Arshad Said Khan explores in his article “Udankhatola Redux” that it is in the southern states of Kerala, Karnataka and Tamil Nadu that regional language Sf writing has the most following. Another indicator of Sf’s popularity in the south is the Mysore based Indian Association for Science Fiction Studies (IASFS), which came into existence in 1998 and organizes annual conferences to popularize science fiction. Finally, budding science fiction writers from North-East states are also eager to contribute to the genre. The Assamese writer Shakeel Jamal has written two novels in Sf and believes that the familiarity of local flavors is more essential than acquainting the readers with the Sf jargon.
Fantasy in India goes back to classical antiquity and one of the foremost texts of fantasy written in India are Valmiki’s Ramayana (ca. 500 B.C.E.) and Vyasa’s Mahabharata (ca. 400 B.C.E.). These are the two main Sanskrit epics. These epics have rich reserves of age-old tales that have been tapped in by different writers. The writers have incorporated ancient myths, folktales and legends of these epics into modern storytelling and have provided new flavors to the existing fantasy genre which has been getting, more or less, monopolized, attractively packaged and sold in major fantasy-producing countries like America and Britain.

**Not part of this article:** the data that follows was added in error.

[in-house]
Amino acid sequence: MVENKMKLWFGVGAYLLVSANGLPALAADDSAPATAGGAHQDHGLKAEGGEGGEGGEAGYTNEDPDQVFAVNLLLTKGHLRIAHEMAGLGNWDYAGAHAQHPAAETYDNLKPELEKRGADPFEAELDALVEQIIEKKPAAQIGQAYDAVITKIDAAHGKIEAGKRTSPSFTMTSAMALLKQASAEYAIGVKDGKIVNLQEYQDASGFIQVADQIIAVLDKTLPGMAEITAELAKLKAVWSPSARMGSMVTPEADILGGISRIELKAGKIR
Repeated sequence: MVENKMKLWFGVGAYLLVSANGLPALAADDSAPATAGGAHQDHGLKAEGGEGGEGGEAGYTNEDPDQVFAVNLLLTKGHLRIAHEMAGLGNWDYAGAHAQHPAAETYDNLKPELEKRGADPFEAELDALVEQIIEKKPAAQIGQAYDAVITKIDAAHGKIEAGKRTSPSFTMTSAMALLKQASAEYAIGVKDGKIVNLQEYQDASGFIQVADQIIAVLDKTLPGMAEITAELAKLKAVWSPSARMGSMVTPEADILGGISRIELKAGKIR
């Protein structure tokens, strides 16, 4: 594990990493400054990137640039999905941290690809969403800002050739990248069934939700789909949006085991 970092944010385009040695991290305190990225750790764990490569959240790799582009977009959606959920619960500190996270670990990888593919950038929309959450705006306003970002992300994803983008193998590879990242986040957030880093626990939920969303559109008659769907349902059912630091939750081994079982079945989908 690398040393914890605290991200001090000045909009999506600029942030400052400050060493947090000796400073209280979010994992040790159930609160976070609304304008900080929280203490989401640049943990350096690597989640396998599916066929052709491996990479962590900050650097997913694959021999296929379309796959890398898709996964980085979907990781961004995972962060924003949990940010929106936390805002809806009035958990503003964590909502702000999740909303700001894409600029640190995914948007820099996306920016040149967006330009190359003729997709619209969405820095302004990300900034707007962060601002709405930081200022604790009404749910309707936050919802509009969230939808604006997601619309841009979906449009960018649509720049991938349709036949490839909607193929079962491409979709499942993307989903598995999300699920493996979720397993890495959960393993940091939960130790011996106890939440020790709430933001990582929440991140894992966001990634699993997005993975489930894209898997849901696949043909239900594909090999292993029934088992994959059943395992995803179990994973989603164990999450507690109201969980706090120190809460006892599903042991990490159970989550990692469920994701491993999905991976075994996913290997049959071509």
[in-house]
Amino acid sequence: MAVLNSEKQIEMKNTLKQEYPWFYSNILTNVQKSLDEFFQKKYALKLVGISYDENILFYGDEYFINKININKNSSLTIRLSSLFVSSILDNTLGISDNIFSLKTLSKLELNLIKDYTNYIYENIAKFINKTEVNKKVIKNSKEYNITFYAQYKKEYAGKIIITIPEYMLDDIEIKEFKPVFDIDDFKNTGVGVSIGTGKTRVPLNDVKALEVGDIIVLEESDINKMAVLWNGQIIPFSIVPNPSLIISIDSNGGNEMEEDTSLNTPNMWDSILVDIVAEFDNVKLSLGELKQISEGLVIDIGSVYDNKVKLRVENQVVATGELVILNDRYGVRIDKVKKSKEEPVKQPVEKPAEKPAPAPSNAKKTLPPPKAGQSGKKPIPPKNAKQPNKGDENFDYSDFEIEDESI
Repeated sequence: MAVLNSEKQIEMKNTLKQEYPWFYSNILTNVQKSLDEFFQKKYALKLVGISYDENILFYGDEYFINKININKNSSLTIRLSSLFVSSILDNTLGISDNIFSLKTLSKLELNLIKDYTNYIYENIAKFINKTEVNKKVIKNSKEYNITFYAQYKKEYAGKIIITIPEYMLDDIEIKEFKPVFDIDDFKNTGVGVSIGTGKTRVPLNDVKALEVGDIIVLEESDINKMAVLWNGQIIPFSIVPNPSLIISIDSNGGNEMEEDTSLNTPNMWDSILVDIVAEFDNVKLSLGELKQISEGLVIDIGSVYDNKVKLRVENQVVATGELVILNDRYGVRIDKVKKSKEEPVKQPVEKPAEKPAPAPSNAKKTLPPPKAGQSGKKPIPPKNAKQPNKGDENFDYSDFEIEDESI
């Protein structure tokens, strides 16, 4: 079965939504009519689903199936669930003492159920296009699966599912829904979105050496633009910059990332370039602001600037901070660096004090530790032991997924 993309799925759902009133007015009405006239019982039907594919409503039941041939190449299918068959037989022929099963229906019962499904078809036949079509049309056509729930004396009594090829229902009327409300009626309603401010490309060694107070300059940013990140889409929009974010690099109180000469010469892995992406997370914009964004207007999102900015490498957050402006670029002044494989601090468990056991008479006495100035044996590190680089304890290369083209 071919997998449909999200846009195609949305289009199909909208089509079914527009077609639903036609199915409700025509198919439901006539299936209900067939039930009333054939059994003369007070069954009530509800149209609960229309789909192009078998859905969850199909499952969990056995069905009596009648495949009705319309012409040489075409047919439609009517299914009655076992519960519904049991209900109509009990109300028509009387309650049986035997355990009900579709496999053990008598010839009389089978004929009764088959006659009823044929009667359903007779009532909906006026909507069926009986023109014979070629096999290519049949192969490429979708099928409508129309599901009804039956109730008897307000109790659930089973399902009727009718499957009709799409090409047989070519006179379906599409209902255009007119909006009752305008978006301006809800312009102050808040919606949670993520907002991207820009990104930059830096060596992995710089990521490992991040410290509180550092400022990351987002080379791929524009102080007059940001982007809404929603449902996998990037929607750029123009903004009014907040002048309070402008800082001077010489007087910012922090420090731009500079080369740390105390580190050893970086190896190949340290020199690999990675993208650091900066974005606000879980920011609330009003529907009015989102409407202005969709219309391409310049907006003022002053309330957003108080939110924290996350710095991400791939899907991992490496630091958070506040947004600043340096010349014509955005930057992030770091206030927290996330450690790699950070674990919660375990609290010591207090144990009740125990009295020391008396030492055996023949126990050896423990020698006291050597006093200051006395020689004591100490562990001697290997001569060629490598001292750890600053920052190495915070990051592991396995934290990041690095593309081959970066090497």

India has also produced rich compendiums like Puranas, Panchatantra, Jataka, Betaal Pachisi, Chandrakanta, Hitopdesha, Kathasaritsagara, Amar Chitra Katha etcetera. Although these texts contain fantastical elements but they are not perceived as being part of the fantasy genre per se. Apart from containing fantastical tropes these texts are rich in other elements too. For instance, Mahabharata is often talked of as the first science fiction as it expounds tales of flying aircrafts and powerful weapons that allude to today’s nuclear weapons and explains the presence of aliens in these epics (Dialogics of Self, the Mahabharata and Culture: The History of Understanding and Understanding of History by Lakshmi Bandlamudi). But again writers like Y.H. Deshpande have critiqued Mahabharata for being called the first science fiction work as he believes that these features were only incidental to the epic and not instrumental in providing a form to the epic. Today all these texts of antiquity have been translated in different languages and provide a rich source for writers who in turn incorporate elements from these stories in their works. In the nineteenth century, Sukumar Ray, wrote HaJaBaRaLa, a novella
which owes its affinity to the nonsense genre. The story has similarities with Lewis Carroll’s Alice in the Wonderland’s plot organization and denouement and features many fantastical elements. Satyajit Ray’s great grandfather, Upendra Kishore Roy Chowdhary also wrote a fantasy tale called “Goopy Gyne Bagha Byne.”